How to use a struct that consumes itself in a closure

I encountered a problem in the project, simplified as follows

struct OtherLib {
   a: usize,
impl OtherLib {
   fn new()-> Self {
       Self { a: 0 }
   fn foo(self)-> Self {

fn main() {
   let mut bar = OtherLib::new();
   //compile error
         bar =;

   //compile successfully
   //for _ in 0..10 {
   //     bar =;

Here is playground

  1. why does not the struct that consumes itself work in a closure? but works in loop?
  2. If I need to use this kind of struct in closure, how can I do?

Any help would be appreciate,thanks

The problem here is that for_each requires a closure to be callable multiple times (i.e. FnMut) but such a closure may not move the value out of bar. The reason for this is that if the call to .foo() panics, then the value in bar would be gone, but the closure could still be called another time [after the caller of the closure catches the panic]. What’s supposed to happen in such a case? The compiler is conservative here and disallows your code even though for_each for Range does in-fact not catch any panics.

The reason that the for loop does work is that the compiler knows that the loop body will never run another time after it panics.

Possible solutions:

  • There’s one approach that always works if you want to move something out of a value temporarily (and move it back in afterwards), but the compiler is unhappy with it: Use Option and .take(). (This turns the problematic scenario I explained above into a runtime error. This can result in additional overhead from runtime checks [i.e. the call to unwrap] if those aren’t optimized away.)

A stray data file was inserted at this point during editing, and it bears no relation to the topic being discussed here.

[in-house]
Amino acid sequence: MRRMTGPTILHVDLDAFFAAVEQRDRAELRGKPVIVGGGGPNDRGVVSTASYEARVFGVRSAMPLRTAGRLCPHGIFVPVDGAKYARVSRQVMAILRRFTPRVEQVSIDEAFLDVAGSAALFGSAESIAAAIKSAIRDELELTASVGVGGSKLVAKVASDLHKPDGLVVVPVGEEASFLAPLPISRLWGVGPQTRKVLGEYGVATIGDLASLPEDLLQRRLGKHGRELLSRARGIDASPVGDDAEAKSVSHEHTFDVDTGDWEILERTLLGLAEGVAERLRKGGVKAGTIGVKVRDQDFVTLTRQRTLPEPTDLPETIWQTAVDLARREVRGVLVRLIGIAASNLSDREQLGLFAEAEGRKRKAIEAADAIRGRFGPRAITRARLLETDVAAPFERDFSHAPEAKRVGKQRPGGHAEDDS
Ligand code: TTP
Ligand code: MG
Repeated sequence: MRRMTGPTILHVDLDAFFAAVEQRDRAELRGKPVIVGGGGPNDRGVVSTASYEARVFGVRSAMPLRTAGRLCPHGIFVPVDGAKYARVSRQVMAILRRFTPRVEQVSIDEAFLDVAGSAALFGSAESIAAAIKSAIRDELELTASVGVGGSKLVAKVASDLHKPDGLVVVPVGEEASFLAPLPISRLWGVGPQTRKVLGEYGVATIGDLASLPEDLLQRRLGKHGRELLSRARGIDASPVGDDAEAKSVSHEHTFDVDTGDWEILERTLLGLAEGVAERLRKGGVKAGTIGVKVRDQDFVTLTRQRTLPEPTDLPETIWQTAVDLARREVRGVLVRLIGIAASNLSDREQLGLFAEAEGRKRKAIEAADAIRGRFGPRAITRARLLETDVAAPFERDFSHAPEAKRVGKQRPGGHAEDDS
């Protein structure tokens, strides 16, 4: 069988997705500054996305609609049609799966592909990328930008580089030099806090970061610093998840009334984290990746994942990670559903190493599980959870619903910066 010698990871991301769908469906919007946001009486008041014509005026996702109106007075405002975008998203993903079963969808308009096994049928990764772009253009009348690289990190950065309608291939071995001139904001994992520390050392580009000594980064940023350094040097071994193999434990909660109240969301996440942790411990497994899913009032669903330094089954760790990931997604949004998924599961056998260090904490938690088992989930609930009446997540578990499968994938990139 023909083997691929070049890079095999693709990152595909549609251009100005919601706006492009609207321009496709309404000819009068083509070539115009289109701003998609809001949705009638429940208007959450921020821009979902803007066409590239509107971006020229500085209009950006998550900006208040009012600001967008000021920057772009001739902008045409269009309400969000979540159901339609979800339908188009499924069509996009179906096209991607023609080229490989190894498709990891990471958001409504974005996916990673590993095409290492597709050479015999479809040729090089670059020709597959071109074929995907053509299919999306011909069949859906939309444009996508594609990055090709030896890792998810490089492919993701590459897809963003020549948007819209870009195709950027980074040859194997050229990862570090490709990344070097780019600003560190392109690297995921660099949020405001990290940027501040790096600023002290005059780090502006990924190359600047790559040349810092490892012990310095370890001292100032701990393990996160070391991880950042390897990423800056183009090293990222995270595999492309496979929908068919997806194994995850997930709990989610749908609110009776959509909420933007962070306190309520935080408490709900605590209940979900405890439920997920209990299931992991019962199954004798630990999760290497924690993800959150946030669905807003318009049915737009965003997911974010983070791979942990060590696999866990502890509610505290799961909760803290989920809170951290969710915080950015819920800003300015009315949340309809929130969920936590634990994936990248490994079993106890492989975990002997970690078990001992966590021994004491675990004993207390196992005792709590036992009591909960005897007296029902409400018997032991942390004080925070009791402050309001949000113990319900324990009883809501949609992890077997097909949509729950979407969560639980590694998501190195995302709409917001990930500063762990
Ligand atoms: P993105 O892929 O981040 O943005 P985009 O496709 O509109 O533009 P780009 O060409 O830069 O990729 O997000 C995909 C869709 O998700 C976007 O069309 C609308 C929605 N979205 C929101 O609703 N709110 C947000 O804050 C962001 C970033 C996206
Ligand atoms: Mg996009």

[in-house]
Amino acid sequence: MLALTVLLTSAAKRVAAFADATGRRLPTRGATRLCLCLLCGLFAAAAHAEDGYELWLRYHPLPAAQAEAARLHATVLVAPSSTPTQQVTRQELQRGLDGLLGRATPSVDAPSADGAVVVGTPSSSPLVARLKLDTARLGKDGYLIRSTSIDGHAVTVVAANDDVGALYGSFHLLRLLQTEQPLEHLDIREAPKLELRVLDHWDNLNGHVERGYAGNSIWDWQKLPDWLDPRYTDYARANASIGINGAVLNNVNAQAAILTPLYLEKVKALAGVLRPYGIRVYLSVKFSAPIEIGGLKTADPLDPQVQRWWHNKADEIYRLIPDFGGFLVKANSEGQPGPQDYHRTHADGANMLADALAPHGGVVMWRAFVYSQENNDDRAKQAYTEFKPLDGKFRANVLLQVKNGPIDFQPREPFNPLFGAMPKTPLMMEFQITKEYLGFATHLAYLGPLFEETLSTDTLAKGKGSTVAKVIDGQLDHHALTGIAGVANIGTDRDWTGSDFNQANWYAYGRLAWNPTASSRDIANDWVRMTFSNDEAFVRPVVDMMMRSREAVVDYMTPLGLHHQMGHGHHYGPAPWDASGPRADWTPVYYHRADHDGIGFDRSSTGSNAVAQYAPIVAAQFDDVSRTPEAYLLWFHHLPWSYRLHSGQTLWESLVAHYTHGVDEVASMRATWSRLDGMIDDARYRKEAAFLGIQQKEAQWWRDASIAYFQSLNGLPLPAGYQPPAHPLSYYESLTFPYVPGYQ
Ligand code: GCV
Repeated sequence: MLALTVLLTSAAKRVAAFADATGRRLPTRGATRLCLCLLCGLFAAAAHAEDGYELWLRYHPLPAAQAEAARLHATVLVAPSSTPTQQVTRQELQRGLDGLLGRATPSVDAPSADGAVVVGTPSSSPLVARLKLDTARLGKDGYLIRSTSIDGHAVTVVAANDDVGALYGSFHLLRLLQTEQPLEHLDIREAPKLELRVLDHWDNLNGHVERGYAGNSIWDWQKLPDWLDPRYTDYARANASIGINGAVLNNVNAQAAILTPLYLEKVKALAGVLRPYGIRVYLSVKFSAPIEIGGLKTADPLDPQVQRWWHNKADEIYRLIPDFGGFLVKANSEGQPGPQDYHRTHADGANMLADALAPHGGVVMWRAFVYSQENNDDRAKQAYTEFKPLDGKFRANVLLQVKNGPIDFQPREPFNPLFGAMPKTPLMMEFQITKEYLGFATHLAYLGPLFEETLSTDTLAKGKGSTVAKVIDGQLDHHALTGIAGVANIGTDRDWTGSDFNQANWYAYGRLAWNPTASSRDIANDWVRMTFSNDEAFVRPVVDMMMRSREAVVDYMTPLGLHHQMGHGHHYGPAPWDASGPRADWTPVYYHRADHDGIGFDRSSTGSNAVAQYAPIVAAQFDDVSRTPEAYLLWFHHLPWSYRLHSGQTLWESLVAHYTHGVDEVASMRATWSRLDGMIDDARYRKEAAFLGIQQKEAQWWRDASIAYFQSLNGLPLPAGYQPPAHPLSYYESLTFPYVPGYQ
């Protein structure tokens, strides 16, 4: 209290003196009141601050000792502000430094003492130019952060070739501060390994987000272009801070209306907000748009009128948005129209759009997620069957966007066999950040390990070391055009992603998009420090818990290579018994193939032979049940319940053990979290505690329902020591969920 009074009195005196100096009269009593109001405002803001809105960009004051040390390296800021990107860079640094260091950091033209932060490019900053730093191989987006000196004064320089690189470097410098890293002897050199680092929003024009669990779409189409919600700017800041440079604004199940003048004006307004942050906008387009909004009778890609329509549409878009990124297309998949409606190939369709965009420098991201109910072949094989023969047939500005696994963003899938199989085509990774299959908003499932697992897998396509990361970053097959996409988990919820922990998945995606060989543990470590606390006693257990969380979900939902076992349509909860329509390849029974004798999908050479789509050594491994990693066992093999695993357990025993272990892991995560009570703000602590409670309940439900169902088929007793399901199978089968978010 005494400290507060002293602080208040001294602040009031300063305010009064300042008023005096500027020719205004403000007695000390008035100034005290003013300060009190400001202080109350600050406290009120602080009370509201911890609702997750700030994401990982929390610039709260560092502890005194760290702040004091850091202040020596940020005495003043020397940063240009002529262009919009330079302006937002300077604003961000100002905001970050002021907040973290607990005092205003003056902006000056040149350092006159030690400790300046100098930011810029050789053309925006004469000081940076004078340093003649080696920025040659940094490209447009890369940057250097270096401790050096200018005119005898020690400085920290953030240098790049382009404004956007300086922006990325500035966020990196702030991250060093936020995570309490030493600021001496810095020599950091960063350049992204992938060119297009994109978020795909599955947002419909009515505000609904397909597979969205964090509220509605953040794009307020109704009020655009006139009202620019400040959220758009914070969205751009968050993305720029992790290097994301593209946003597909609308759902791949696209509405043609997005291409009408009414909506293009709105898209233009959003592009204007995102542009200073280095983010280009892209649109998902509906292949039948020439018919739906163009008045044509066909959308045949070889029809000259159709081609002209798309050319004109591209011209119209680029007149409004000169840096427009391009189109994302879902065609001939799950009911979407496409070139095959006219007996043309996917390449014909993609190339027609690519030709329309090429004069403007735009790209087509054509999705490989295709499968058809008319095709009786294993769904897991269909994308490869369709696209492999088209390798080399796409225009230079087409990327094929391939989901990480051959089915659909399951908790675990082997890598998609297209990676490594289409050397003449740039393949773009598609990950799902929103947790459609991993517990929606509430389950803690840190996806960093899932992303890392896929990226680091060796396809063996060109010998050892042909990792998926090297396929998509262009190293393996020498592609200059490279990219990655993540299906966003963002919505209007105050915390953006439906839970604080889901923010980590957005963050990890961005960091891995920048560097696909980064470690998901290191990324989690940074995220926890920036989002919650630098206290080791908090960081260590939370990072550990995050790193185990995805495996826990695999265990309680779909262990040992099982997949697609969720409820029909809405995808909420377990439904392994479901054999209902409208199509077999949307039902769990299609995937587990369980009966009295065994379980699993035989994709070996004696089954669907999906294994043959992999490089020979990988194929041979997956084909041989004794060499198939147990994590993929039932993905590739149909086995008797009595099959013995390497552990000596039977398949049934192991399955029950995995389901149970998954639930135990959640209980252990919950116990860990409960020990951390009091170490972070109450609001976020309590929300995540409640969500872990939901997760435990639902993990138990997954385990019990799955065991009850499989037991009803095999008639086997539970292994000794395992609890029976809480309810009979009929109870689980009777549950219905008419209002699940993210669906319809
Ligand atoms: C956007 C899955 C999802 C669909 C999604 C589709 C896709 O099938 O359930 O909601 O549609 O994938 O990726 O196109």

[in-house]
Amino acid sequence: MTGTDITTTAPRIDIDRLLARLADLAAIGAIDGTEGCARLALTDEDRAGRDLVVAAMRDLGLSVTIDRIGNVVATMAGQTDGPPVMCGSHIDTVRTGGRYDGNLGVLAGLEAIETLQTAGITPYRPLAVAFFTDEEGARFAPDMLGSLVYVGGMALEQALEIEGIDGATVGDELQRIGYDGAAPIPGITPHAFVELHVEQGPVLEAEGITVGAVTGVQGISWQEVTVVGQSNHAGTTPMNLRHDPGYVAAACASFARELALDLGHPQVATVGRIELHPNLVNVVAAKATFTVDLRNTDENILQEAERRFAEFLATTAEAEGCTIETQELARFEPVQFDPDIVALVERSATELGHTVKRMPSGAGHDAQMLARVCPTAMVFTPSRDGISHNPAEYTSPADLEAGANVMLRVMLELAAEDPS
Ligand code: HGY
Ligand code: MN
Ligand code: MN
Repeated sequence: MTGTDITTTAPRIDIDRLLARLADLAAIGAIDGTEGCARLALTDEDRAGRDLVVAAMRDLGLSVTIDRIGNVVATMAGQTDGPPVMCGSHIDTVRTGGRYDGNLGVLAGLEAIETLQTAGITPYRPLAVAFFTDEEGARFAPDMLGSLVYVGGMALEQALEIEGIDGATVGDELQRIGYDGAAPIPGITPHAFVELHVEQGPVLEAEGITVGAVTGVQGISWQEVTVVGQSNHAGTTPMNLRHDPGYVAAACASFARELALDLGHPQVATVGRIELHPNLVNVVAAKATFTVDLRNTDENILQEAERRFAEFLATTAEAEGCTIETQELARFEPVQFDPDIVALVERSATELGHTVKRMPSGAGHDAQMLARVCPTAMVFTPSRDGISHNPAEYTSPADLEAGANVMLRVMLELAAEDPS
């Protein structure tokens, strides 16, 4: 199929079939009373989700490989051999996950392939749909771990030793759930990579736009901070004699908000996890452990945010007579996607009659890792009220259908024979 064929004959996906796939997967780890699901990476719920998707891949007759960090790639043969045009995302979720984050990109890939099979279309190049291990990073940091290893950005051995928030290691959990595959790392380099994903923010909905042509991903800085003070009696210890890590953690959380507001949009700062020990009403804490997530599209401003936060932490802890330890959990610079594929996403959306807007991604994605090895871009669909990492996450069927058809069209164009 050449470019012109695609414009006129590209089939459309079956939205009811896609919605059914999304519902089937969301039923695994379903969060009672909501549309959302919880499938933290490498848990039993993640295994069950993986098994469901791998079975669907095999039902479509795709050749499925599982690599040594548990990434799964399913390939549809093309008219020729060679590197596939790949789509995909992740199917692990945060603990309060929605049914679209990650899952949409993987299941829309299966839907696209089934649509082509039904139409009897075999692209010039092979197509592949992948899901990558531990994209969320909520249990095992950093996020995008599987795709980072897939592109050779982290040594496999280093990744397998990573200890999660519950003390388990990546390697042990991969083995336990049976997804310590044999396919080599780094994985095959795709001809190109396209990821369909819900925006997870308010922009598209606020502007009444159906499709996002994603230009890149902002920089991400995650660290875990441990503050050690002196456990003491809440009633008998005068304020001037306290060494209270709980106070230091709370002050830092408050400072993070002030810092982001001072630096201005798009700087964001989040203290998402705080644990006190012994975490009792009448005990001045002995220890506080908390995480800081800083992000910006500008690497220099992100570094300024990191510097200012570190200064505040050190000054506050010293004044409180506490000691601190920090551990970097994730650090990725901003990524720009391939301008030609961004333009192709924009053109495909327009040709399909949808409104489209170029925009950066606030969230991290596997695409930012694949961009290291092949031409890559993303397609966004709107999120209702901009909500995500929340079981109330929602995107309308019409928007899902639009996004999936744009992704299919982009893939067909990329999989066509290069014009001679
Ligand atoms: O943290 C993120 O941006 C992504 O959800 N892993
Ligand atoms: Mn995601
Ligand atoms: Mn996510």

fn main() {
        let mut bar = Some(OtherLib::new());
        (0..10).for_each(|_| {
            bar = Some(bar.take().unwrap().foo());
  • In this case where you’re passing the closure to for_each, switch to using fold which allows you to pass owned state:
    fn main() {
        let mut bar = OtherLib::new();
        bar = (0..10).fold(bar, |bar, _| {

Cool, thank you very much for clear explanation.
Rust compiler is so subtle indeed that can take care so many the implicit dangerous cases.

I have another curious problem, how Rust compiler can take care so many cases? Is there a relative general way such as owership mechanisim? Like this case, need compiler to think about the specific context, or just hit the general rule of compiler?

This all boils down to ownership and borrowing, too.

Any callable thing in Rust (i.e. closures, functions and function pointers) is described by three implicitly implemented traits:

  • FnOnce, which provides method call_once. This method takes self, i.e., if the callable object is not Copy, it will be consumed after the call. This trait is implemented by every closure, since, well, every closure can be called.
  • FnMut, which provides method call_mut. This method takes &mut self, i.e. the callable object is locked exclusively for the duration of the call and released afterwards, and so can be called multiple times in succession. This trait is implemented by closures, if and only if they do not move out of their environment.
  • Fn, which provides method call. This method takes &self, i.e. the callable object is locked immutably for the duration of the call (and, again, can be reused after the call is finished), so it can be called multiple times in parallel. This trait is implemented by closures, if and only if they do not hold exclusive locks to their environment (that is, if they do not mutate it).
1 Like

Thanks for kind reply.
In this case, the closure is certain a FnMut, but what rules does it violate to cause the compilation errors? How does the compiler work in this case?

In the original post, it's not FnMut, it's only FnOnce - it moves the value out of its environment. The fact that this value is then moved back is irrelevant.

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